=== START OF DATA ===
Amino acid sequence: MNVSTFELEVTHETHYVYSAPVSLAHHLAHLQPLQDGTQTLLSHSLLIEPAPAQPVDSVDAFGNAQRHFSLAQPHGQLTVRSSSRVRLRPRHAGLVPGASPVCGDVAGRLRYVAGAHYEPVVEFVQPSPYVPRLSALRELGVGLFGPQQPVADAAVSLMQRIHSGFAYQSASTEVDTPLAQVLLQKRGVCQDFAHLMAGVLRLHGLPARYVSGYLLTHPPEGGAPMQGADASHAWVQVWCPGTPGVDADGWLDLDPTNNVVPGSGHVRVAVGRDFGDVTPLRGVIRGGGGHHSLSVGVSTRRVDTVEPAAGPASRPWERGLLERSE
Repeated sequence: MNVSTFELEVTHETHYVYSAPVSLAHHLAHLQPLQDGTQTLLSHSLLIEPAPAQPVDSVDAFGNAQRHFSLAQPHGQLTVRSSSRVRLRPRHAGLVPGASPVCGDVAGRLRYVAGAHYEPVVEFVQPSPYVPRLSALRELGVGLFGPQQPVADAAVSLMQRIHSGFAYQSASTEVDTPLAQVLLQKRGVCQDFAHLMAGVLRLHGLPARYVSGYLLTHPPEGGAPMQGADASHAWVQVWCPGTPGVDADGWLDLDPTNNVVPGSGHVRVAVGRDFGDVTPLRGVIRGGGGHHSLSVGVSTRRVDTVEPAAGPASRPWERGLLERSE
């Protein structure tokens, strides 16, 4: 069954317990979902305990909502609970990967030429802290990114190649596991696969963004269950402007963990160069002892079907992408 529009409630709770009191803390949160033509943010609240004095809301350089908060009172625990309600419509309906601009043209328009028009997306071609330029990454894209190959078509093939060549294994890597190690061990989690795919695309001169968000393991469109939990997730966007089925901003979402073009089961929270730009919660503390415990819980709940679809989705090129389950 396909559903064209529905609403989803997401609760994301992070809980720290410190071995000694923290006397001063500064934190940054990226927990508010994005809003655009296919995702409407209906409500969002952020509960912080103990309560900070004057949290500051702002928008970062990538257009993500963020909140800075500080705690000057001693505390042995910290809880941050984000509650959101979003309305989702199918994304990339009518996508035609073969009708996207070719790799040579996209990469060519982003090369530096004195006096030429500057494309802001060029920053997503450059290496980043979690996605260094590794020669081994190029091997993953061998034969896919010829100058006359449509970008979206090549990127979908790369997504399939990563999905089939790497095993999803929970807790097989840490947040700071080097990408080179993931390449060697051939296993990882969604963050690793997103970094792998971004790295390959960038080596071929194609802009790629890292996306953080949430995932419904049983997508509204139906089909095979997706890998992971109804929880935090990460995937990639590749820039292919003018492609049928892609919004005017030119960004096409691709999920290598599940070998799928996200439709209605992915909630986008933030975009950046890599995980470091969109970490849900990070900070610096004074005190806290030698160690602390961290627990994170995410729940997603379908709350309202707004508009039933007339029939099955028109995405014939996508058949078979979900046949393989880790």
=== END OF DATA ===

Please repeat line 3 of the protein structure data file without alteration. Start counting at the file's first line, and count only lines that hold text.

């Protein structure tokens, strides 16, 4: 069954317990979902305990909502609970990967030429802290990114190649596991696969963004269950402007963990160069002892079907992408 529009409630709770009191803390949160033509943010609240004095809301350089908060009172625990309600419509309906601009043209328009028009997306071609330029990454894209190959078509093939060549294994890597190690061990989690795919695309001169968000393991469109939990997730966007089925901003979402073009089961929270730009919660503390415990819980709940679809989705090129389950 396909559903064209529905609403989803997401609760994301992070809980720290410190071995000694923290006397001063500064934190940054990226927990508010994005809003655009296919995702409407209906409500969002952020509960912080103990309560900070004057949290500051702002928008970062990538257009993500963020909140800075500080705690000057001693505390042995910290809880941050984000509650959101979003309305989702199918994304990339009518996508035609073969009708996207070719790799040579996209990469060519982003090369530096004195006096030429500057494309802001060029920053997503450059290496980043979690996605260094590794020669081994190029091997993953061998034969896919010829100058006359449509970008979206090549990127979908790369997504399939990563999905089939790497095993999803929970807790097989840490947040700071080097990408080179993931390449060697051939296993990882969604963050690793997103970094792998971004790295390959960038080596071929194609802009790629890292996306953080949430995932419904049983997508509204139906089909095979997706890998992971109804929880935090990460995937990639590749820039292919003018492609049928892609919004005017030119960004096409691709999920290598599940070998799928996200439709209605992915909630986008933030975009950046890599995980470091969109970490849900990070900070610096004074005190806290030698160690602390961290627990994170995410729940997603379908709350309202707004508009039933007339029939099955028109995405014939996508058949078979979900046949393989880790």